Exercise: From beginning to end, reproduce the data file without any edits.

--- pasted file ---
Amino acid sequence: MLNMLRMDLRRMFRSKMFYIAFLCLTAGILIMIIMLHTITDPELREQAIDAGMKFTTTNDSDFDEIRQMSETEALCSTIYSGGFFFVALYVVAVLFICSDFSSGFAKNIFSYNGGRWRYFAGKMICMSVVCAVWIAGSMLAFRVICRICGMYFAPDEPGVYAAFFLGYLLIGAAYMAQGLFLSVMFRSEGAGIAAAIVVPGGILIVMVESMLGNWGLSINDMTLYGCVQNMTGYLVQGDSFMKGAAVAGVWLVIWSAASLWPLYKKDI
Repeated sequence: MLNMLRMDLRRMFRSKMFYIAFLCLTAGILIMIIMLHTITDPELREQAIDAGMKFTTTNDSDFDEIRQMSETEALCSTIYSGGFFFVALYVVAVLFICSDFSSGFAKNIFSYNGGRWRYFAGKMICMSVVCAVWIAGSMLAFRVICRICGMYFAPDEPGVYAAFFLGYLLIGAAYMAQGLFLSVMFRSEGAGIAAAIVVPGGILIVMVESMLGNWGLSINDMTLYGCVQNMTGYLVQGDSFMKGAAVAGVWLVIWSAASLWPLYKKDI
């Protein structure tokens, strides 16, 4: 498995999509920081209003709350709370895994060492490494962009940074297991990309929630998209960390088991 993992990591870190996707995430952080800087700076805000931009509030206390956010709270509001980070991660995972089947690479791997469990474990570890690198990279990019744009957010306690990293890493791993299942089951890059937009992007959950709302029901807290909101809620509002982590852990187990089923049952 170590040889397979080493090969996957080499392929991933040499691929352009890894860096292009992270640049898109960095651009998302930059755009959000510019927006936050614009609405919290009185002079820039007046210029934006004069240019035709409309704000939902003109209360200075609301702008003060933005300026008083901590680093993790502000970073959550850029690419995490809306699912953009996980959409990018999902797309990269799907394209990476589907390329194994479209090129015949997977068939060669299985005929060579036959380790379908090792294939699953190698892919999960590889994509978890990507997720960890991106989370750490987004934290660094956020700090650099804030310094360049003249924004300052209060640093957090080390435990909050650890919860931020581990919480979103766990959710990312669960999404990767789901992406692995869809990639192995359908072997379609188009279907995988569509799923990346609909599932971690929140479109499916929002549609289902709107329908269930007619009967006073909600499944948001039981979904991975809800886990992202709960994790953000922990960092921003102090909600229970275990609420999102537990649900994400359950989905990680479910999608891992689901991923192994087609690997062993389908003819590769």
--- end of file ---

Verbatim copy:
Amino acid sequence: MLNMLRMDLRRMFRSKMFYIAFLCLTAGILIMIIMLHTITDPELREQAIDAGMKFTTTNDSDFDEIRQMSETEALCSTIYSGGFFFVALYVVAVLFICSDFSSGFAKNIFSYNGGRWRYFAGKMICMSVVCAVWIAGSMLAFRVICRICGMYFAPDEPGVYAAFFLGYLLIGAAYMAQGLFLSVMFRSEGAGIAAAIVVPGGILIVMVESMLGNWGLSINDMTLYGCVQNMTGYLVQGDSFMKGAAVAGVWLVIWSAASLWPLYKKDI
Repeated sequence: MLNMLRMDLRRMFRSKMFYIAFLCLTAGILIMIIMLHTITDPELREQAIDAGMKFTTTNDSDFDEIRQMSETEALCSTIYSGGFFFVALYVVAVLFICSDFSSGFAKNIFSYNGGRWRYFAGKMICMSVVCAVWIAGSMLAFRVICRICGMYFAPDEPGVYAAFFLGYLLIGAAYMAQGLFLSVMFRSEGAGIAAAIVVPGGILIVMVESMLGNWGLSINDMTLYGCVQNMTGYLVQGDSFMKGAAVAGVWLVIWSAASLWPLYKKDI
């Protein structure tokens, strides 16, 4: 498995999509920081209003709350709370895994060492490494962009940074297991990309929630998209960390088991 993992990591870190996707995430952080800087700076805000931009509030206390956010709270509001980070991660995972089947690479791997469990474990570890690198990279990019744009957010306690990293890493791993299942089951890059937009992007959950709302029901807290909101809620509002982590852990187990089923049952 170590040889397979080493090969996957080499392929991933040499691929352009890894860096292009992270640049898109960095651009998302930059755009959000510019927006936050614009609405919290009185002079820039007046210029934006004069240019035709409309704000939902003109209360200075609301702008003060933005300026008083901590680093993790502000970073959550850029690419995490809306699912953009996980959409990018999902797309990269799907394209990476589907390329194994479209090129015949997977068939060669299985005929060579036959380790379908090792294939699953190698892919999960590889994509978890990507997720960890991106989370750490987004934290660094956020700090650099804030310094360049003249924004300052209060640093957090080390435990909050650890919860931020581990919480979103766990959710990312669960999404990767789901992406692995869809990639192995359908072997379609188009279907995988569509799923990346609909599932971690929140479109499916929002549609289902709107329908269930007619009967006073909600499944948001039981979904991975809800886990992202709960994790953000922990960092921003102090909600229970275990609420999102537990649900994400359950989905990680479910999608891992689901991923192994087609690997062993389908003819590769």